Tuesday, October 12, 2010

Forclosure freeze is a bad idea

Lots of talk recently about a nationwide freeze on foreclosures.

The thinking is that this will stop the flood of new foreclosures onto the housing market which is driving down the value of homes, and it will keep people in their homes.

However, there are many more reasons why a freeze would be a bad idea.

One of the biggest problems with the economy right now is the falling value of homes. And it is directly related to banks lending money to people so they could buy homes they could not afford. That was bad business and until all that bad lending is flushed out of the market, the true value of property will remain uncertain.

Getting the government involved -- with a freeze or the recently proposed interest-free loans to homeowners in trouble -- will delay that true-value solution and prolong the uncertainty.

One other major factor in this housing-value uncertainty is the number of people living for free in foreclosed homes. This could be in the millions.

Quite simply, the process of foreclosing on an occupied home takes months at the least, and can drag out into years during a crisis like the one facing banks today. The backlog and the legal delays can result in some families living in homes for years without paying rent, or mortgages, or taxes or insurance. They take advantage of the crisis and live for free.

Whether or not this is legal or morally right is too long a topic for this column, but it is a major factor in the problems with this economy.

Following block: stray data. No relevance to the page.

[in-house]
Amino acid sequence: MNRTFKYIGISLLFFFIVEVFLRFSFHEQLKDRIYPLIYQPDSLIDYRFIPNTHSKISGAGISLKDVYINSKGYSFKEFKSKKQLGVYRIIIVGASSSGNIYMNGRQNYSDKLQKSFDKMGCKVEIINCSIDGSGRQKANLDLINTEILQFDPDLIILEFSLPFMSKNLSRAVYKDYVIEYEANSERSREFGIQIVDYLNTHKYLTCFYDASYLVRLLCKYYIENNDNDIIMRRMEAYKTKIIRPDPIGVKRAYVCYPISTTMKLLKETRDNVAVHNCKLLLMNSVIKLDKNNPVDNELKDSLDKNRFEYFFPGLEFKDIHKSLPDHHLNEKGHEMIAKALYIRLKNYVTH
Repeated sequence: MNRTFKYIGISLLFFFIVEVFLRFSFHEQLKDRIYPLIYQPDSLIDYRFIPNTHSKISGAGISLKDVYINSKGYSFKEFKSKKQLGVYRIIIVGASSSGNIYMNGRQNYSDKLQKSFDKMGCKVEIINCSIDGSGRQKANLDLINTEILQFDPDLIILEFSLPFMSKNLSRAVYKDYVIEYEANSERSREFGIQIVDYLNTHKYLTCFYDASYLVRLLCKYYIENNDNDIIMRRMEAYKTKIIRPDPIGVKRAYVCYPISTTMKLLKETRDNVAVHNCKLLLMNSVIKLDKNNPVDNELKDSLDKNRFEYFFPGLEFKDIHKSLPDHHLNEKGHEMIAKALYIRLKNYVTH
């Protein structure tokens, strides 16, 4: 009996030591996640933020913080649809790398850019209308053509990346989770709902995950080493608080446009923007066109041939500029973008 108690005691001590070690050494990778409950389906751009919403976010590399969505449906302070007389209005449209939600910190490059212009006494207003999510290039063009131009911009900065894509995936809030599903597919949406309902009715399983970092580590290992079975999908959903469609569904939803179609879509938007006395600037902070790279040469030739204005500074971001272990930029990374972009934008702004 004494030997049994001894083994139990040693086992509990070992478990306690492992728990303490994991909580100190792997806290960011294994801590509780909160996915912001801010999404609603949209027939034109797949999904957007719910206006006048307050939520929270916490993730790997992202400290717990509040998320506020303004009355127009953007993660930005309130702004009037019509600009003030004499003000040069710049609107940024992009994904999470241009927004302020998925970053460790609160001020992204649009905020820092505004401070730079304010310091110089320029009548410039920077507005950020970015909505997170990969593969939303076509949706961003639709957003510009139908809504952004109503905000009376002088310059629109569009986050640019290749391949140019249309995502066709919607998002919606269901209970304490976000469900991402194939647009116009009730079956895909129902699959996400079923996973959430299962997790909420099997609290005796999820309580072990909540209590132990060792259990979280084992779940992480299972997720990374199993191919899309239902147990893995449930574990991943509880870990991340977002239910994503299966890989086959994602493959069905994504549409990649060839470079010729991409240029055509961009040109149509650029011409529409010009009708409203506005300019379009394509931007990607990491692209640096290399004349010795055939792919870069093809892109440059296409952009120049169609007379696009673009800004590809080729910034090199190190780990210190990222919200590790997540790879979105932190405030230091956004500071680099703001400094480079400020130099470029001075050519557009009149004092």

When there are millions of people living for free in house that cannot be sold, that unbalances the market. All those people should be paying to live somewhere, whether in rentals or in homes they are purchasing. The fact that they are not paying creates a huge hole in the economy.

This hole is increased by the glut of houses for sale at decreasing prices. Why are those homes decreasing in value? Because there are too many for sale and too few buyers. Why are there too few buyers? Because too many people who should be renting or buying are living for free. Because credit is tight and the few people who can buy are those with cash. And those people with cash will not buy if they believe the value of the homes will drop even further. They will wait for the bottom.

When will the trend start upward? When all of those people are foreclosed out of the homes they cannot pay for, or are not paying for, and enter the rental market. That will drive up the value of rentals and people will start buying places to rent out. When that demand resumes, the value of homes will rise.

Government intervention just delays that process and prolongs the present economic doldrums.


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